Microsoft has given MSDN subscribers access to a preview version of Visual Studio 11 and a new version of .NET as well as developer version of its upcoming Windows 8 operating system. The company announced the new developerware on Wednesday at its BUILD conference in Anaheim, California. The Visual Studio preview provides tools …
"...highlight a single pixel and instantly find the line of code responsible for it."
SIGN ME UP!
You're welcome to it. However, for any meaningful definition of "responsible", there typically *isn't* a single line of code responsible for a given pixel, so presumably this feature is for the benefit of those who aren't capable of properly understanding their program and just want to know where to start hacking randomly to solve today's problem (and create tomorrow's).
"Trace features are for the lazy"
Simplistic tosh. You're leaping on a simplified description of a feature, and making some pretty ill-informed comments about its purpose.
Features like this are entirely valid and valuable, and don't imply a hacky approach to development - they are primarily diagnostic tools, and key to efficient diagnosis is cutting down your search space.
Modern renderers can be very tricky beasts to work with, with visual glitches potentially the result of megabytes of artist-authored content (i.e. outside the programmer's control), multiple interacting shader programs and engine-level polygon-processing - working back from the output to the culprit buffers and shaders is an absolute godsend.
While you're at it, why not chuck the debugger on the bonfire, because it shouldn't be necessary.
There is this thing called mockery.
I was using it.
I suppose el Reg will have to add an icon for that, to give clue.
It seems that Async CTP made it to .NET 4.5. I wonder if they'll step C# to 5.0 while the remaining 0.5 of the .NET catches up. And before you scream that numbers aren't important - consider this - Most of .NET is currently at 4.0. That's everything from framework, language versions, to blends, wpfs, silverlights, et al. That's just so neat.
OS with built in browser
Are we now forgiving Microsoft for shipping IE built into the OS? Not that in my mind there was anything to seek forgiveness for. What we are now seeing is a new generation of OS's where the OS is a browser and yet not so long ago Microsoft were forced to ship with alternates for the sake of competition (curious how Chromium will do this).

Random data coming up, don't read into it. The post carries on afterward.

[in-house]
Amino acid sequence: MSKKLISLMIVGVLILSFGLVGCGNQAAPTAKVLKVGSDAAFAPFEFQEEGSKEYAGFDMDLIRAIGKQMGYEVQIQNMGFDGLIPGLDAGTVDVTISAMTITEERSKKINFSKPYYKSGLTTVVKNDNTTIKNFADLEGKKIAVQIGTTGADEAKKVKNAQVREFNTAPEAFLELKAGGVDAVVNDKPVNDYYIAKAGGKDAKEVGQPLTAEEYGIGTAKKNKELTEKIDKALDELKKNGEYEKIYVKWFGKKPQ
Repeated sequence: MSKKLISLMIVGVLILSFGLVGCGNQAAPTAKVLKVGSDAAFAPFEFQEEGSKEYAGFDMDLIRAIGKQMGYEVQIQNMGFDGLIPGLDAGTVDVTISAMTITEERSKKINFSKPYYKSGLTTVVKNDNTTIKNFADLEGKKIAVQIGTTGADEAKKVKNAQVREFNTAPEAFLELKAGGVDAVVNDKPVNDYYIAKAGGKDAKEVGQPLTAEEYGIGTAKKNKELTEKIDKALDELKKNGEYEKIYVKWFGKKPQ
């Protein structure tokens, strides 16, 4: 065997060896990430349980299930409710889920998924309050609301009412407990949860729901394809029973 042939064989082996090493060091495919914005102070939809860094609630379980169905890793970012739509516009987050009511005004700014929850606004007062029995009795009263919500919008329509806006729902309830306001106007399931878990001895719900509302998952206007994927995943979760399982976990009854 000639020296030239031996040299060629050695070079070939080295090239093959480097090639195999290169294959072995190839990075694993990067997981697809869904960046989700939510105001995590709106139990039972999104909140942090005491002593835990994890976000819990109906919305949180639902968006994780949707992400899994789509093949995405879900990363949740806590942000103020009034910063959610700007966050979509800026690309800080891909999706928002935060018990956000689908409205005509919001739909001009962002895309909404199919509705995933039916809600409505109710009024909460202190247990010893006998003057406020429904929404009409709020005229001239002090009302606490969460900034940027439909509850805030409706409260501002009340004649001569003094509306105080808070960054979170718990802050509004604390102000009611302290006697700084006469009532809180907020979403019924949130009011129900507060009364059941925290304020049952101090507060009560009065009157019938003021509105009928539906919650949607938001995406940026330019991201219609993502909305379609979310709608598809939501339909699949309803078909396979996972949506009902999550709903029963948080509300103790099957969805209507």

Further more they are basing some app development on something called HTML5. Was that made a standard sometime yesterday? Well in a sense yes, because as soon as millions of machines start rendering according to whatever Microsoft decrees HTML5 is then it's going to be tough for everyone else to implement something different and call that HTML5.
I noticed that Silverlight is not shipped with W8 (ooh I've just noticed that if you write it like that you can read it as wait) which is a nuisance as I'm working on a Silverlight app. :-(
it's beginning to look more and more like the end of silverlight. I believe Win8 will ship with two versions of IE, one for "desktop mode" and one for Metro - with Metro being the preferred operating mode. The Metro version of IE will not support plugins, therefore either silverlight will be built in as standard, or silverlight is dead.
I suspect it may be the latter...
HTML5 is the future, whether you like it or not...
It was about monopoly
EU slammed MS for IE in Windows because MS effectively has a monopoly in the desktop OS market.
If Chromium ever has the same problem, well, at least it will have rid the world of Windows.
- All ABOARD! Furious Facebook bus drivers join Teamsters union
- Review Samsung Galaxy Note 4: Spawn of Galaxy Alpha and a Note 3 unveiled
- Webcam hacker pervs in MASS HOME INVASION
- Comment Renewable energy 'simply WON'T WORK': Top Google engineers
- Nexus 7 fandroids tell of salty taste after sucking on Google's Lollipop